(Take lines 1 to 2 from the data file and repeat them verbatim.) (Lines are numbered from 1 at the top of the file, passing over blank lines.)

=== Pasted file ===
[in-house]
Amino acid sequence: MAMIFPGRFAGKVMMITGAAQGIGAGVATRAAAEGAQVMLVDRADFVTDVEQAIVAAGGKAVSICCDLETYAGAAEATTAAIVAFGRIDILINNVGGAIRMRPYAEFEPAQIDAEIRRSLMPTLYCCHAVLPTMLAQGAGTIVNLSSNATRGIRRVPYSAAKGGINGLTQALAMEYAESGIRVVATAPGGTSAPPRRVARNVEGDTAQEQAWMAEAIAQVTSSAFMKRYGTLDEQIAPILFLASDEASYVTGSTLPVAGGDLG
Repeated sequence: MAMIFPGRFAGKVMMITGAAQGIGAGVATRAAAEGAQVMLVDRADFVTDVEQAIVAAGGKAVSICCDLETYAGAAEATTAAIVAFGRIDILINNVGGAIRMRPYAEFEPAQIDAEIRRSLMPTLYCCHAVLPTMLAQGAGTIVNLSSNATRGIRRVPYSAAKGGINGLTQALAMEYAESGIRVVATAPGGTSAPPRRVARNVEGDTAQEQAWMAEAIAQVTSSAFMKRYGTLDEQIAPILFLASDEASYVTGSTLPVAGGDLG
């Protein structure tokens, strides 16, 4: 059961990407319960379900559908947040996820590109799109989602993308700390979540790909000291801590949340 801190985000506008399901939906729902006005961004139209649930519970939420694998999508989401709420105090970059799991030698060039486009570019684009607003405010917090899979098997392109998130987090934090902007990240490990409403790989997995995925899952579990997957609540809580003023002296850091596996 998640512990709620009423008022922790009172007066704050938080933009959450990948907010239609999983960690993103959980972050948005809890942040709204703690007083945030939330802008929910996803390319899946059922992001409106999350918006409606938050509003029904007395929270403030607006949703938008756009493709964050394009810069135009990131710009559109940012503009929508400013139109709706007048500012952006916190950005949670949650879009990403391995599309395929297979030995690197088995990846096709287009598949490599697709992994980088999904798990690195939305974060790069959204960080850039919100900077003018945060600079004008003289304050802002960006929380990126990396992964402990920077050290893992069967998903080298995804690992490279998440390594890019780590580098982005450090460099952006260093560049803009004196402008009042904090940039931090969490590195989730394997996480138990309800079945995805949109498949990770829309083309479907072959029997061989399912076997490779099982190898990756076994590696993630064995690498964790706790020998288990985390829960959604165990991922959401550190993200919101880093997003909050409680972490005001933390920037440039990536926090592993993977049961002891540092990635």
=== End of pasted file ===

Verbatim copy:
[in-house]
Amino acid sequence: MAMIFPGRFAGKVMMITGAAQGIGAGVATRAAAEGAQVMLVDRADFVTDVEQAIVAAGGKAVSICCDLETYAGAAEATTAAIVAFGRIDILINNVGGAIRMRPYAEFEPAQIDAEIRRSLMPTLYCCHAVLPTMLAQGAGTIVNLSSNATRGIRRVPYSAAKGGINGLTQALAMEYAESGIRVVATAPGGTSAPPRRVARNVEGDTAQEQAWMAEAIAQVTSSAFMKRYGTLDEQIAPILFLASDEASYVTGSTLPVAGGDLG